The audit also urged city officials to find other sources of revenue before the city’s savings accounts run out of cash.

According to the audit, city officials are hoping to collect 44 percent more of the existing taxes that currently go unpaid. In 2011, the city issued tax bills for $31 million, but only collected $27 million, leaving Schenectady $4 million short.

McCarthy hopes that strict tax-foreclosure efforts will encourage property owners to pay up in the future. But auditors said that wouldn’t be enough to balance the city’s budget in future years, though it would resolve the 2013 deficit.

The auditors projected a budget gap of $2.2 million in 2013. However, the city budget proposed by the mayor had a $3.1 million deficit. The City Council cut that by $900,000 and took steps to reduce it by another $600,000 by setting aside items that they hope they will not need next year. If they turn out to not need those expenses, the money would be used to reduce the deficit.

The city needs to do more, according to the audit.

“The city would still need to implement further cost savings or increase revenues in future years,” it said.

The audit predicted huge increases in the deficit, but didn’t explain how they came to those conclusions. Starting with the $2.2 million gap projected in 2013, the audit predicted a $6.7 million gap in 2014, followed by a $9.4 million gap in 2015 and a $12.9 million gap in 2016.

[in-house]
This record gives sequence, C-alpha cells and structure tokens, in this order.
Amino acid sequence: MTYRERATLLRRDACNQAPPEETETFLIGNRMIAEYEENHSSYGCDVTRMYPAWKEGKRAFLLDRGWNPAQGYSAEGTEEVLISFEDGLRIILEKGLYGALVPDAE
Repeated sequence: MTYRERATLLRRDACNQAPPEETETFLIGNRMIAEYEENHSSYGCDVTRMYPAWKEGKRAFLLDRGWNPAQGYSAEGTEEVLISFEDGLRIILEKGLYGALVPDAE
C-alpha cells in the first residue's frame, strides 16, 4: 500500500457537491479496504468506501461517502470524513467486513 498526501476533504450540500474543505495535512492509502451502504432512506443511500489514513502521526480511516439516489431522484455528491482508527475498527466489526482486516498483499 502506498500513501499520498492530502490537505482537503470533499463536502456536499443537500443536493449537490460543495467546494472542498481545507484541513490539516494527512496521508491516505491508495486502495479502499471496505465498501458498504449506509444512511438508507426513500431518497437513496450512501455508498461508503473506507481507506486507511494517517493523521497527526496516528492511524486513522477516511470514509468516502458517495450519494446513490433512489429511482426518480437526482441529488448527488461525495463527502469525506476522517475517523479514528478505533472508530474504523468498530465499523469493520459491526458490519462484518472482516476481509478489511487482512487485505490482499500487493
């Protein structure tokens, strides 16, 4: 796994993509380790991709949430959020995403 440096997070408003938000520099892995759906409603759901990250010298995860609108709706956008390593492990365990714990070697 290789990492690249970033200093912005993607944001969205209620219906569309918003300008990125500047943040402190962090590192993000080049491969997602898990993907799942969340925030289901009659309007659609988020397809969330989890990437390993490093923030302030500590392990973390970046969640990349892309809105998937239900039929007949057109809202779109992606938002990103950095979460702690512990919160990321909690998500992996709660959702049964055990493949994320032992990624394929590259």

In each year, the audit assumed the city would increase taxes to the maximum allowed, which is 2 percent. The gap would be the amount of money the city would still need, after taking into account all revenues.

Auditors didn’t recommend holding the tax increase below 2 percent, given the seriousness of the deficit.

They noted that in 2012, the city could have legally raised $1.6 million more than it actually levied in taxes. They also said the city is officially in “fiscal stress” and urged the council to closely watch budget expenses and fix the situation within the next year.

“The city still faces a number of challenges moving forward; how it manages itself for the remainder of 2012 and throughout 2013 will be critical,” the audit said.

The final version of the audit was released Tuesday — a day early — after being leaked to the news media.

In the final version, McCarthy responded to the audit in writing by noting that the city needs more state aid. Schenectady gets less than Troy, Utica, Rome and Niagara Falls.

“All four of these cities have smaller populations than Schenectady yet they receive more state aid,” he wrote. “If Schenectady received the same state aid as Utica, the city would receive an additional $5 million in revenue, which would alleviate much of the financial distress cited in this report.”

He also noted that the city and county had consolidated more services in the new sales tax agreement, which calls for a shared labor attorney and shared purchasing department.